Employees being sponsored for immigration benefits, as well, need to be prepared for the possibility of these FDNS site visits. They should be counseled that such visits are now a routine part of the immigration system, and are often conducted merely because an employee’s petition was randomly selected for post-approval “quality control.” In such situations, it is to the employee’s benefit to cooperate and make sure the officers can verify the facts of their employment.
At the same time, both employers and employees need to be aware that the FDNS will increasingly be used by this administration as a tool to create high-profile prosecutions. In a recent case in Texas, the government obtained felony convictions for wire fraud and obtaining immigration benefits by fraud against the co-owners of a software services company. When agents had been unable to verify that employees sponsored to work at one of the company’s client’s had actually worked there, it gradually became clear that claims made by the company about the work its employees would be doing was false. The Attorney General recently asked every United States Attorney around the country to designate a “point person” on immigration-related prosecutions, and highlighted prosecutions for immigration benefit fraud as one of his priorities for criminal prosecution.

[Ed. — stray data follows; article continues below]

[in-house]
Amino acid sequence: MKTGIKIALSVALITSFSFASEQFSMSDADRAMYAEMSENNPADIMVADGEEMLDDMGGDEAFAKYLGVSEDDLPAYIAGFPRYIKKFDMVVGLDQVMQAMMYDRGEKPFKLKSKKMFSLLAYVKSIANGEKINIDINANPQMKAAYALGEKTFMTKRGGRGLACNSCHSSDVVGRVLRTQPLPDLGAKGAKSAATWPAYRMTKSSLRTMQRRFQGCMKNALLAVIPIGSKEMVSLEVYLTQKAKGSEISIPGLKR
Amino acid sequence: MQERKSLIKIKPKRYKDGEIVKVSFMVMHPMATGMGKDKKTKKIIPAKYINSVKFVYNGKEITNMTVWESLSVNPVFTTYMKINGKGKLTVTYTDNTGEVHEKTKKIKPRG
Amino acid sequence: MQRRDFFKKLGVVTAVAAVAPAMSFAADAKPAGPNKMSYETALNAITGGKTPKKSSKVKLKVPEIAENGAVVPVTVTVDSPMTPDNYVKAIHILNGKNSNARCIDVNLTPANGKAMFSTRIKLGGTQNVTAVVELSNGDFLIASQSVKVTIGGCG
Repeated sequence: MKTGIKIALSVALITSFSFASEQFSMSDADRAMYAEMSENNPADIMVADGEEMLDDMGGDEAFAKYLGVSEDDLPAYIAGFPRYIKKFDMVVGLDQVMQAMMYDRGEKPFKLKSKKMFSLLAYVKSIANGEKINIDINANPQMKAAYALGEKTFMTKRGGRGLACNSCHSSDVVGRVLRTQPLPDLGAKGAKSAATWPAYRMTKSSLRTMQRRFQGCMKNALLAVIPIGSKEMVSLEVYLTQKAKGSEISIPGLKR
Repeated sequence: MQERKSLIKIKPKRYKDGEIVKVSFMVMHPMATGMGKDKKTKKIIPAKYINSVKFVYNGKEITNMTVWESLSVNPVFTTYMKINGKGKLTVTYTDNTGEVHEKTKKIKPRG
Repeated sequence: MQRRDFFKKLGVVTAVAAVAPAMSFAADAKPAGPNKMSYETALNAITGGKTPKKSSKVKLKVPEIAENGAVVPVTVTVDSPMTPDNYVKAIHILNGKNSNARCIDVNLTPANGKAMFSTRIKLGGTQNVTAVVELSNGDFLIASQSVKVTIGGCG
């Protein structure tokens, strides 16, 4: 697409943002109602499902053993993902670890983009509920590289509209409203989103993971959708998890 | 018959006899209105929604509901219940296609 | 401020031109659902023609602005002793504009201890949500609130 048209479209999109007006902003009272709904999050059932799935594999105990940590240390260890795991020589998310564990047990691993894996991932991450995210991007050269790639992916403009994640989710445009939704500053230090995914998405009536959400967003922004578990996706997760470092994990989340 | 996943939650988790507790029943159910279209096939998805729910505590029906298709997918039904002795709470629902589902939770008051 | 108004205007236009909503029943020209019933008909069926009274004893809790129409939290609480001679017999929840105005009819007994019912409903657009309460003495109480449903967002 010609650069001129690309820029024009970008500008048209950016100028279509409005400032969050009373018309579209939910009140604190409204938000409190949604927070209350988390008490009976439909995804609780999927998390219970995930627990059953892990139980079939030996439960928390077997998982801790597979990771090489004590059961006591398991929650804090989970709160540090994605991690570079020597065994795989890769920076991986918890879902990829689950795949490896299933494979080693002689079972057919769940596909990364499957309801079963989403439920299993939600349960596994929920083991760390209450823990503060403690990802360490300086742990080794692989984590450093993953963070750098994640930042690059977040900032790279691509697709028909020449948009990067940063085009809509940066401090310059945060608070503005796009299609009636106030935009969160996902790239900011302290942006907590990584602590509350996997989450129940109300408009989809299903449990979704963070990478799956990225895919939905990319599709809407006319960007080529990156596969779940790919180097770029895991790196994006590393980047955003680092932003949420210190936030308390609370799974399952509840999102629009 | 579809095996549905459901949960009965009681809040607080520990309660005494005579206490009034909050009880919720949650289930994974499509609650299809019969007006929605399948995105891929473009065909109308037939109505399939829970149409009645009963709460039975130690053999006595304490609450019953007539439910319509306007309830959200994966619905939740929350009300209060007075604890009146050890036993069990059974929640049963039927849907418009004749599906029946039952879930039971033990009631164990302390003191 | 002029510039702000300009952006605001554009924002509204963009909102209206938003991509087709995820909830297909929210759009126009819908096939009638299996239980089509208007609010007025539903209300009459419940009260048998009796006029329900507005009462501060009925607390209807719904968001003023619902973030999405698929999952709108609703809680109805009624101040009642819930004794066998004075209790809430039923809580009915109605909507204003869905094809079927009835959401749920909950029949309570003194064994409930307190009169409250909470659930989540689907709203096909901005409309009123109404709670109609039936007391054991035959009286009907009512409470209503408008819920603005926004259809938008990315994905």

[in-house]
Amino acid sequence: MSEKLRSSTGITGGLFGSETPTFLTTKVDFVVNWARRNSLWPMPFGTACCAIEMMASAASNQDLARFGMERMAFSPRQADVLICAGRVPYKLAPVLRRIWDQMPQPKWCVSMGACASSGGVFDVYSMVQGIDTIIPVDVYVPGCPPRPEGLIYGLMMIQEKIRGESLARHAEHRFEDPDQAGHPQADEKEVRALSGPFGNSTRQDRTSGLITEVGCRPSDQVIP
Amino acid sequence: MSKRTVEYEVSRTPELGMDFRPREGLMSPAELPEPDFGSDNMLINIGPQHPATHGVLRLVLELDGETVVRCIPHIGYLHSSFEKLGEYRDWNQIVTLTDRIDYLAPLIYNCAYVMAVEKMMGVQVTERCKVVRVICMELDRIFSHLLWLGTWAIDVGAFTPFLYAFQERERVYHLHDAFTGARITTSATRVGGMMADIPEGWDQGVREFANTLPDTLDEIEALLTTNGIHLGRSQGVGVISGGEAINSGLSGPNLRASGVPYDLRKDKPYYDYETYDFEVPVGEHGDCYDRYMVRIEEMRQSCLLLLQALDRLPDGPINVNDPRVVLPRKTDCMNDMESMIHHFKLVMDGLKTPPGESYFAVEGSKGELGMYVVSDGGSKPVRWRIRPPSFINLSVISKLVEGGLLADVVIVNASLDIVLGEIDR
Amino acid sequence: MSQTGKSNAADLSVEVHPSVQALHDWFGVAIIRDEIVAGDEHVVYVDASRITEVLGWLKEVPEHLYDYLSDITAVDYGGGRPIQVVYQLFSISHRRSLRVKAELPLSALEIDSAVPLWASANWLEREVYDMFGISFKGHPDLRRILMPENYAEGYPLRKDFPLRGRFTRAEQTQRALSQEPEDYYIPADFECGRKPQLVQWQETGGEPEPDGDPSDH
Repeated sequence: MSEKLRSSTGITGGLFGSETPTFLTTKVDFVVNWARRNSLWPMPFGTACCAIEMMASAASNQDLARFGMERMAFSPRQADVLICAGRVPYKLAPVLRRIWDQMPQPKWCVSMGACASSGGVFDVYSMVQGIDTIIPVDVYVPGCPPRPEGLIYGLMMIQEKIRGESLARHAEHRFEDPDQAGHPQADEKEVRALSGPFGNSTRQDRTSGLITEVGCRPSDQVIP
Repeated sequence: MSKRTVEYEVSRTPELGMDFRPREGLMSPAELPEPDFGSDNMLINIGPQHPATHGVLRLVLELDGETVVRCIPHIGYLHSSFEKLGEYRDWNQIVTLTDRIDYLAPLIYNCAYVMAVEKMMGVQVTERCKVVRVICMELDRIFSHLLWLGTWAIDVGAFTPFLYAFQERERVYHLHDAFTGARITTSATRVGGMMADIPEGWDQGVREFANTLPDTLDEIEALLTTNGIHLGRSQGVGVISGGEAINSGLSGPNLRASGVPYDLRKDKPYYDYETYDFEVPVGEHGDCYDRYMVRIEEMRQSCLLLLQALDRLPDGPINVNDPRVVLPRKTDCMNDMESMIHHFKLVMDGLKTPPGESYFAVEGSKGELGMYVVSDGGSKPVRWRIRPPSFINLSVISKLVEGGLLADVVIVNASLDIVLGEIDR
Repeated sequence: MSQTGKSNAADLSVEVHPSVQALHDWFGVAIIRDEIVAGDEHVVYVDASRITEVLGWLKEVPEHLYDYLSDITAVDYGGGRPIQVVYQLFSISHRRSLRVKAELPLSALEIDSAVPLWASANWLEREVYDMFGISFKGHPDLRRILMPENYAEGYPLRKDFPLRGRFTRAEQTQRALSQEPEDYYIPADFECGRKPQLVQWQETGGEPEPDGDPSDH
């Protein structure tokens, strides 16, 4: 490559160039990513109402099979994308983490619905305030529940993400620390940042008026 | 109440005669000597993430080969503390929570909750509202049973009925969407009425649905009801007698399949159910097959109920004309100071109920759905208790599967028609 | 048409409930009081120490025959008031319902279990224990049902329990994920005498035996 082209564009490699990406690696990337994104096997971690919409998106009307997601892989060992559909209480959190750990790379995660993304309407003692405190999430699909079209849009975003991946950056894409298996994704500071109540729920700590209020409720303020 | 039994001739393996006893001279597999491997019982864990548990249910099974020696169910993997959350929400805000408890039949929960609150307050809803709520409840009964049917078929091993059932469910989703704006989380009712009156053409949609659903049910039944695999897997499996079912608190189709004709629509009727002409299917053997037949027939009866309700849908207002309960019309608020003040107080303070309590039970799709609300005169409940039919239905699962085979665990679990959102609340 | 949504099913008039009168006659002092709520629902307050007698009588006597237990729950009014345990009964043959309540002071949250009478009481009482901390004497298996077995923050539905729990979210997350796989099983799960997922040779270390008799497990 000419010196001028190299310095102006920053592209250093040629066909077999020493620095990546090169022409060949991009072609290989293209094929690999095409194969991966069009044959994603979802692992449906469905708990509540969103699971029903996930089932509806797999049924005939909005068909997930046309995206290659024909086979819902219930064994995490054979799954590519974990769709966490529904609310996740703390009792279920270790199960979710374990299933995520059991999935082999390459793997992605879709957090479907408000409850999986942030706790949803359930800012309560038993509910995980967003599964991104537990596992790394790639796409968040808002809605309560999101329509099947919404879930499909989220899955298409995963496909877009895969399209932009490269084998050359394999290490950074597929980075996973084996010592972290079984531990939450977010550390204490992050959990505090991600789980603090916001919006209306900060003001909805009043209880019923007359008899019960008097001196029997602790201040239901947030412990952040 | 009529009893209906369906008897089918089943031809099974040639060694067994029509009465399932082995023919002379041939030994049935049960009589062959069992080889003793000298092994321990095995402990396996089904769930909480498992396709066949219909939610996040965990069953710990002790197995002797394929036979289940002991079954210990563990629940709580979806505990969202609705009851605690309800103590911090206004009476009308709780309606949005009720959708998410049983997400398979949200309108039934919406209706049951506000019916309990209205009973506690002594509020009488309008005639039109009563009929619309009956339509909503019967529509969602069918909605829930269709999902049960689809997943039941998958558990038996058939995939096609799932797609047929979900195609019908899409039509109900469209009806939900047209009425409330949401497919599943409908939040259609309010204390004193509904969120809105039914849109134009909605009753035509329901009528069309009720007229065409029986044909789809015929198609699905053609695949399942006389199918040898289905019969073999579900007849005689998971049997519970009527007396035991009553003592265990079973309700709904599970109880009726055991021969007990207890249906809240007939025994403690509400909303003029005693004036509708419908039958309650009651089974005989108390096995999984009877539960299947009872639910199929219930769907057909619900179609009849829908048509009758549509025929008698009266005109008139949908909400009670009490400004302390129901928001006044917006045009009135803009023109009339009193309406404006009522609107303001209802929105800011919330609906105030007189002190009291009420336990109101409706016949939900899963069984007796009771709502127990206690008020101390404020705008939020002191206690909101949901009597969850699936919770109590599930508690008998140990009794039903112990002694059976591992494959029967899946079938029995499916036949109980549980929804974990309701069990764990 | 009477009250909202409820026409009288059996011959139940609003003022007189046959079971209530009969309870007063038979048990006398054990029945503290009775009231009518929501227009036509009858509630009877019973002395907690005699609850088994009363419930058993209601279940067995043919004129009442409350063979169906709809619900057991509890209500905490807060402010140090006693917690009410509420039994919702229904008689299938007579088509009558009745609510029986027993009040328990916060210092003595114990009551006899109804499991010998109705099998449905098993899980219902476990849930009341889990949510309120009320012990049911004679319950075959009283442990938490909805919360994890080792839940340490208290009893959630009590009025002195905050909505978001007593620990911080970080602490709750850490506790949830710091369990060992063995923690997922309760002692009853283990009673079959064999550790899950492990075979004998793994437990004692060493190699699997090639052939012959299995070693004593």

The initial reports of this week’s visit by FDNS officers to a public school in Queens confused the arrest of removable immigrants with the administrative verification process. Those initial anxieties, however, were actually grounded in valid concerns that employers, petitioners for immigration benefits, and foreign nationals should have about government efforts to verify their eligibility for immigration to the United States. In today’s environment, a misunderstanding by an FDNS officer could result in revocation of a visa, deportation of a worker, or prosecution of an employer. Therefore, everyone involved in the process needs to be aware of when a routine “site visit” has crossed a line, at which point any further communication should be through counsel prepared to protect their interests.
Reprinted with permission from the May 16, 2017 edition of the The Legal Intelligencer© 2017 ALM Media Properties, LLC. All rights reserved.